The Bundeskriminalamt (aka BKA), Germany’s Federal Criminal Police Office, announced the official takedown of Hydra, the world’s largest illegal dark web marketplace.
“Bitcoins amounting to currently the equivalent of approximately €23 million were seized, which are attributed to the marketplace.”
Elliptic (Blockchain analytics firm) confirmed that the seizure was executed throughout 88 transactions totaling 543.3 BTC. Which is just a fraction of what the platform faciliated in transactions to date: over $5 billion.
More About Hydra Darknet Russian Marketplace Takedown
Hydra was launched in 2015 as a Russian-language darknet marketplace competitor to RAMP, the now-defunct Russian Anonymous Marketplace, which was known as a narcotics market before expanding to stolen credit cards and shady documents.
Hydra’s shutdown has been attributed to an extensive investigative operation started in August 2021 and conducted by the german ZIT: Central Office for Combating Cybercrime, in partnership with the U.S. law enforcement authorities.
Believe it or not, Hydra darknet marketplace ran estimated annual transaction volumes of $1.6 billion by the end of 2021, which is a clear rise from $6.6 million registered in 2016.
According to the BKA, more than 17 million customer accounts and 19,000 seller accounts were registered on the dark webshop, which is also believed to have collected $424.2 million in the first trimester of 2022 with the help of a Bitcoin Bank Mixer. This system made transactions harder to track.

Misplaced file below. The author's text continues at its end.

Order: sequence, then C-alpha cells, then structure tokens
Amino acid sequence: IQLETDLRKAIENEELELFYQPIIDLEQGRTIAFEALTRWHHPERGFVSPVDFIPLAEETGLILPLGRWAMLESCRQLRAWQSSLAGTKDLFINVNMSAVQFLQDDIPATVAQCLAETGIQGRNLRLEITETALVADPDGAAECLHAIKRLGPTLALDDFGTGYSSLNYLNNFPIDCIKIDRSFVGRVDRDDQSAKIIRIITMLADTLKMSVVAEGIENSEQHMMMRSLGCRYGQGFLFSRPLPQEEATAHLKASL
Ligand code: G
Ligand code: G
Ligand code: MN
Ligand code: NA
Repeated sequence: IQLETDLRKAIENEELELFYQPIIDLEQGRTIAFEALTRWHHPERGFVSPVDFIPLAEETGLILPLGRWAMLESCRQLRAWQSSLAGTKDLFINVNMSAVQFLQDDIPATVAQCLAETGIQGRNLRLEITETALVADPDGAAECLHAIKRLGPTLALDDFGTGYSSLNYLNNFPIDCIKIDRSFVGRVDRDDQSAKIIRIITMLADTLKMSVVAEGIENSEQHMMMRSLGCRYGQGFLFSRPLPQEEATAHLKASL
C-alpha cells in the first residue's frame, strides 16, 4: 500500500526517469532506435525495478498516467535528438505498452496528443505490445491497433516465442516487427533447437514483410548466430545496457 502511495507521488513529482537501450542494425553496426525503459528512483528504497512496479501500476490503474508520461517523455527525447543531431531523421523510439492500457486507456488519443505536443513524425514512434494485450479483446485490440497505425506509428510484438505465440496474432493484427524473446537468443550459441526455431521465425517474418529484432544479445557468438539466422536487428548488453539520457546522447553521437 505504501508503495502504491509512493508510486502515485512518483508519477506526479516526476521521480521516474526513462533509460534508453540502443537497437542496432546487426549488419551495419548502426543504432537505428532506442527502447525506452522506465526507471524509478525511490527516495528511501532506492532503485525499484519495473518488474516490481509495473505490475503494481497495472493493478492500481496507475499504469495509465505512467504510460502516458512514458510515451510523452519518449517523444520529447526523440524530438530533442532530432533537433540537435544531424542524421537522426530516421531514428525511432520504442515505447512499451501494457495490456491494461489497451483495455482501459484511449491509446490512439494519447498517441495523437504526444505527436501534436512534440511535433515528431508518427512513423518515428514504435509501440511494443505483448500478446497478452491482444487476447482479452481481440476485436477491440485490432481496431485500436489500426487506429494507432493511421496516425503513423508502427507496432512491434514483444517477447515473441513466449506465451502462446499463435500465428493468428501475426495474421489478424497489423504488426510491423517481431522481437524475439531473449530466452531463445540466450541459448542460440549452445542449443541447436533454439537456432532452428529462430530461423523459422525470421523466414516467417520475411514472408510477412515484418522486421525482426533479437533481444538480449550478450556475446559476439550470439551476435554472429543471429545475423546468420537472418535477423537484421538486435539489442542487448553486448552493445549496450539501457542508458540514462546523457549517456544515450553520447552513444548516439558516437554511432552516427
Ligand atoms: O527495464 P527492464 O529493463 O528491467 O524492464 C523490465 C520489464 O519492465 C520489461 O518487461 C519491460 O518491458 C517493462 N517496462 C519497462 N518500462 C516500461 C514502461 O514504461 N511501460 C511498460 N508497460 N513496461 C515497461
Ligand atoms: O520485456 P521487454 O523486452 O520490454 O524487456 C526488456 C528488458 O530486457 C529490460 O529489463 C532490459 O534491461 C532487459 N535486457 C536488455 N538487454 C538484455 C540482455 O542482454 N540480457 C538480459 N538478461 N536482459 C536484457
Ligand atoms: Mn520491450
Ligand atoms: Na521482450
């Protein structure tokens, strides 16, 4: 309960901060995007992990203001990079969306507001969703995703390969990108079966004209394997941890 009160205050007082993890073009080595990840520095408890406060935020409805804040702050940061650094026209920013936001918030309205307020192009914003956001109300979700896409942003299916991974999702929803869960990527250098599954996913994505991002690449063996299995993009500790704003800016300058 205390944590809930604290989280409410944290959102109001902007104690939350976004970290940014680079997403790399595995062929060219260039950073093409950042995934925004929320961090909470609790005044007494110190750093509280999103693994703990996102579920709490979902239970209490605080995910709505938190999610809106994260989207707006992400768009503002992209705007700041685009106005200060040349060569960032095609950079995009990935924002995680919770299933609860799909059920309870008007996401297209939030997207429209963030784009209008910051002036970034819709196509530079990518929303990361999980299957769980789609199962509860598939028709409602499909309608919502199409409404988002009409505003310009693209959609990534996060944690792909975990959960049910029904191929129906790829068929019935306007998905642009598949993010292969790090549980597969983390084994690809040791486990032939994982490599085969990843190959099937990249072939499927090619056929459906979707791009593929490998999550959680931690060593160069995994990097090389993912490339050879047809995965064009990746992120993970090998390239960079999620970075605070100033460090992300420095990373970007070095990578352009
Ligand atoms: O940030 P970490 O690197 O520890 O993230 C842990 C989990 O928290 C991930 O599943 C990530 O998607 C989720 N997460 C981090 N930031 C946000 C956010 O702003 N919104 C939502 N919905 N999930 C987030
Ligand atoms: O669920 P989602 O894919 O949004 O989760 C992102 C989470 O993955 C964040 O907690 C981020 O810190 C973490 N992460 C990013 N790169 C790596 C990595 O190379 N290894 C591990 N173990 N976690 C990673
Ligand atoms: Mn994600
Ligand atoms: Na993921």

New visitors to the marketplace will now be greeted with the following banner, that says:
“The platform and the criminal content have been seized by the Federal Criminal Police Office (BKA) on behalf of the Attorney General’s Office in Frankfurt am Main in the course of an international coordinated law enforcement operation.”
The hunt of Hydra is just one action among several taken against illegal marketplace since the start of the years. Others taken down are UniCC, Canadian HeadQuarters, Ferum Shop, Sky-Fraud, Trump’s Dumps, and UAS.
And as the title indicates, the U.S. Treasury Department has also made an effort to disrupt the proliferation of cybercrime services inside the Hydra Market, by adding sanctions on the same day Germany’s Federal Criminal Police Office announced their move.
“Today, the U.S. Department of the Treasury’s Office of Foreign Assets Control (OFAC) sanctioned the world’s largest and most prominent darknet market, Hydra Market (Hydra), in a coordinated international effort to disrupt proliferation of malicious cybercrime services, dangerous drugs, and other illegal offerings available through the Russia-based site.
The operation targeting Hydra was a collaborative initiative joined by the U.S. Department of Justice, Federal Bureau of Investigations, Drug Enforcement Administration, Internal Revenue Service Criminal Investigation, and Homeland Security Investigations.”
The Office of Foreign Assets Control (OFAC) also shared a list of over 100 virtual currency addresses associated with the entity’s operations that were involved in illicit transactions
Garantex, the third virtual currency exchange to be blocklisted by the U.S. after SUEX and CHATEX, was targeted in the sanctions. This service has been active since 2019, allowing customers to buy and sell virtual currencies using fiat currencies.
Most of Garantex’s operations are carried out in Moscow, including at Federation Tower, and St. Petersburg, Russia, where other sanctioned virtual currency exchanges have also operated.